GPC Members Login
If you have any problems or have forgotten your login please contact [email protected]

Building a morphogen gradient by simple diffusion in a growing plant leaf

In an article published in Biophysical Journal, the team of Associate Professor Kensuke Kawade at the Okazaki Institute for Integrative Bioscience and National Institute for Basic Biology in Japan showed that a transcriptional co-activator ANGUSTIFOLIA3 (AN3) forms a signaling gradient along the leaf proximal-to-distal axis to determine cell-proliferation domain. In particular, by experimental and theoretical approaches, they demonstrated that pure diffusion in a growing tissue is sufficient to explain the AN3 gradient formation. This work provides evidence that the diffusion-based model of morphogen is viable in developmental patterning of multicellular organisms.

Spatial gradient of signaling molecules is critical for establishing developmental patterns of multicellular organisms. Around half a century ago, a seminal work proposed a theory that pure diffusion of signaling molecules from a restricted source may explain the establishment of such tissue-scale gradients (Crick, 1970). Despite the prominence of this diffusion-based model in development, quantitative studies, largely performed in animals, have not yet demonstrated this simple mechanism in multicellular tissues.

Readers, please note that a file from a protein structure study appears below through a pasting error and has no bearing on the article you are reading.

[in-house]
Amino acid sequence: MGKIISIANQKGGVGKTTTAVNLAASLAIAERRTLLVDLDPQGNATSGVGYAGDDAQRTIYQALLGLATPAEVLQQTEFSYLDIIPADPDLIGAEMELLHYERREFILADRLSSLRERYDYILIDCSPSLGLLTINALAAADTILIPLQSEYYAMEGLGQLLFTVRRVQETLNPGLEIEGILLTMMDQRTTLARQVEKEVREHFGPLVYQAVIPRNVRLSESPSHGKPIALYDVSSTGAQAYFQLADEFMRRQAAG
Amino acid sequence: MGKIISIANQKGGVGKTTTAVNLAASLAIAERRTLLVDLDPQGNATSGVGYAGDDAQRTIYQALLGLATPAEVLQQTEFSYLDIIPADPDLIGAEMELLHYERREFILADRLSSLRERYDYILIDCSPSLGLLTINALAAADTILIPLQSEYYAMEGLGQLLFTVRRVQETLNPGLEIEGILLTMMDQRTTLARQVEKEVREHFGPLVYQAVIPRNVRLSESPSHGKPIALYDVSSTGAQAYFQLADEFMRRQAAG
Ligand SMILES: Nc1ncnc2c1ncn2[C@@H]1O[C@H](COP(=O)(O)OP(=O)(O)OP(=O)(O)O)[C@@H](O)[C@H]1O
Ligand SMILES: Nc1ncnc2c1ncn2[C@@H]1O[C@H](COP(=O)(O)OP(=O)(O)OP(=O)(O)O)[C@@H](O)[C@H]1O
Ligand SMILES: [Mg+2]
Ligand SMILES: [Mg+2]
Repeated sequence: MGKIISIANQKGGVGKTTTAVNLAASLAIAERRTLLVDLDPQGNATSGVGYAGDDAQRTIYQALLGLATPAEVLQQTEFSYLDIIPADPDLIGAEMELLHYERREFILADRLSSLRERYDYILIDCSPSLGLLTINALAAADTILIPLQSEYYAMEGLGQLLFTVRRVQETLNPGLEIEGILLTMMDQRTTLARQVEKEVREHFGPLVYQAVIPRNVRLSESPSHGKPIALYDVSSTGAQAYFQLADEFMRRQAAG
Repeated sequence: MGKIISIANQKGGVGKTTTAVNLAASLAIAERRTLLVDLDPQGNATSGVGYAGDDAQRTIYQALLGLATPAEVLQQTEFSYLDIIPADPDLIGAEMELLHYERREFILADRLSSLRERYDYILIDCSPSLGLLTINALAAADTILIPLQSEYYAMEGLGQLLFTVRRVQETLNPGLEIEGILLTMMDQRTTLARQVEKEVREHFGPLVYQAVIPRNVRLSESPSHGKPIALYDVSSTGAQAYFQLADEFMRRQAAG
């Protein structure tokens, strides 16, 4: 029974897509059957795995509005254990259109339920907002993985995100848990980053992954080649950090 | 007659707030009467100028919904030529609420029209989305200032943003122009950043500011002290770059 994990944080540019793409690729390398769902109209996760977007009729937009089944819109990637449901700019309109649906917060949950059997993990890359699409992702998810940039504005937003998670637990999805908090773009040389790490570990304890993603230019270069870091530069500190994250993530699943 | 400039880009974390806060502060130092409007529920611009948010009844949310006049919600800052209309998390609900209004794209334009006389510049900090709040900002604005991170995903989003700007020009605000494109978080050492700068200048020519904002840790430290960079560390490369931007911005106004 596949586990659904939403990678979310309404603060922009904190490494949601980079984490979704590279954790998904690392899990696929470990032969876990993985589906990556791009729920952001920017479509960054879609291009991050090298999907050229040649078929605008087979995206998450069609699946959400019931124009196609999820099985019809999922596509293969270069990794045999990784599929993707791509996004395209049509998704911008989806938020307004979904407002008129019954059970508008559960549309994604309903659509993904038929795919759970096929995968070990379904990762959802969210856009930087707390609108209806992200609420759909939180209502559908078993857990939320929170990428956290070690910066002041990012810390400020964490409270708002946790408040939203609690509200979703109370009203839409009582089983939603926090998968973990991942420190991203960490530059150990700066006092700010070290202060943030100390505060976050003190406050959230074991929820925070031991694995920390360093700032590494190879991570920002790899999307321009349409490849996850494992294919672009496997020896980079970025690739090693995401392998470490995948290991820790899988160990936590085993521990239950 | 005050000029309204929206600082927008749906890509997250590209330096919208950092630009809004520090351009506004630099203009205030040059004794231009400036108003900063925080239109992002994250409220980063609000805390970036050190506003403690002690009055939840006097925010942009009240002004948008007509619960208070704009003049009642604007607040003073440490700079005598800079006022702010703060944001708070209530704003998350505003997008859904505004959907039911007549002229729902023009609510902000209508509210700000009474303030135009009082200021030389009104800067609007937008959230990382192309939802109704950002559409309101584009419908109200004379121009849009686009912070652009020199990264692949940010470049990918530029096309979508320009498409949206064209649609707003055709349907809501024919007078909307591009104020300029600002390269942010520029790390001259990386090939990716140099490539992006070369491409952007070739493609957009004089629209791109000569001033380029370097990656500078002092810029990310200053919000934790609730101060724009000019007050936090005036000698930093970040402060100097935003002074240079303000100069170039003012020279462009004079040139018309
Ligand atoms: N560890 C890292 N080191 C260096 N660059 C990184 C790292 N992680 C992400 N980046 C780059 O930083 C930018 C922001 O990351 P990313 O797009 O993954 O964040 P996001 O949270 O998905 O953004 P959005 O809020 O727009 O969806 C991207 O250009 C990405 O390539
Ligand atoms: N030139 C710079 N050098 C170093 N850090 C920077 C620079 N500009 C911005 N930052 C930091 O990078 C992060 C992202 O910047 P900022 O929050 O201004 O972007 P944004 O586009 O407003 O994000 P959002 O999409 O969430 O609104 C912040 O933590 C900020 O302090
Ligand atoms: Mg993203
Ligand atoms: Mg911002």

Dr. Kawade's team at OIBB/NIBB, in collaboration with scientists in the Institut Jacques Monod (France), Rikkyo University (Japan) and University of Tokyo (Japan), solved a long-standing argument of the diffusion-based model for morphogen gradient formation. They measured molecular transport through plasmodesmata, a unique cellular channel in plants directly connecting neighboring cells, by trans-scale FRAP (Fluorescence Recovery After Photobleaching) assays. This analyses revealed biophysical properties of diffusive molecular transport through plasmodesmata. Based on this diffusion-based framework, they succeeded in demonstrating that the AN3 gradient could be achieved solely by pure diffusion process through plasmodesmata in developing leaf primordia. Because the AN3 signaling gradient corresponds to the cell-proliferation domain, this study can explain how spatial and temporal dynamics of cell proliferation, and therefore tissue growth, is regulated during leaf development.

These discoveries provide a significant step forward in our understanding of how the simple biophysical phenomena 'diffusion' governs developmental patterning in multicellular organisms.

Read the paper: Spatially different tissue-scale diffusivity shapes ANGUSTIFOLIA3 signaling gradient in growing leaves.

Article source: National Institutes of Natural Sciences.

Image credit: National Institute for Basic Biology


Algae have land genes

500 million years ago, the first plants living in water took to land. The genetic adaptations associated with this transition can already be recognized in the genome of Chara braunii, a species of freshwater algae. An international research team headed by Marburg biologist Stefan Rensing reports on this in the journal Cell.

Rice plants evolve to adapt to flooding

Although water is essential for plant growth, excessive amounts can waterlog and kill a plant. In South and Southeast Asia, where periodic flooding occurs during the rainy season, the water depth can reach several meters for many months.

Invasive plants adapt to new environments, study finds

Invasive plants have the ability to adapt to new environments - and even behave like a native species, according to University of Stirling research.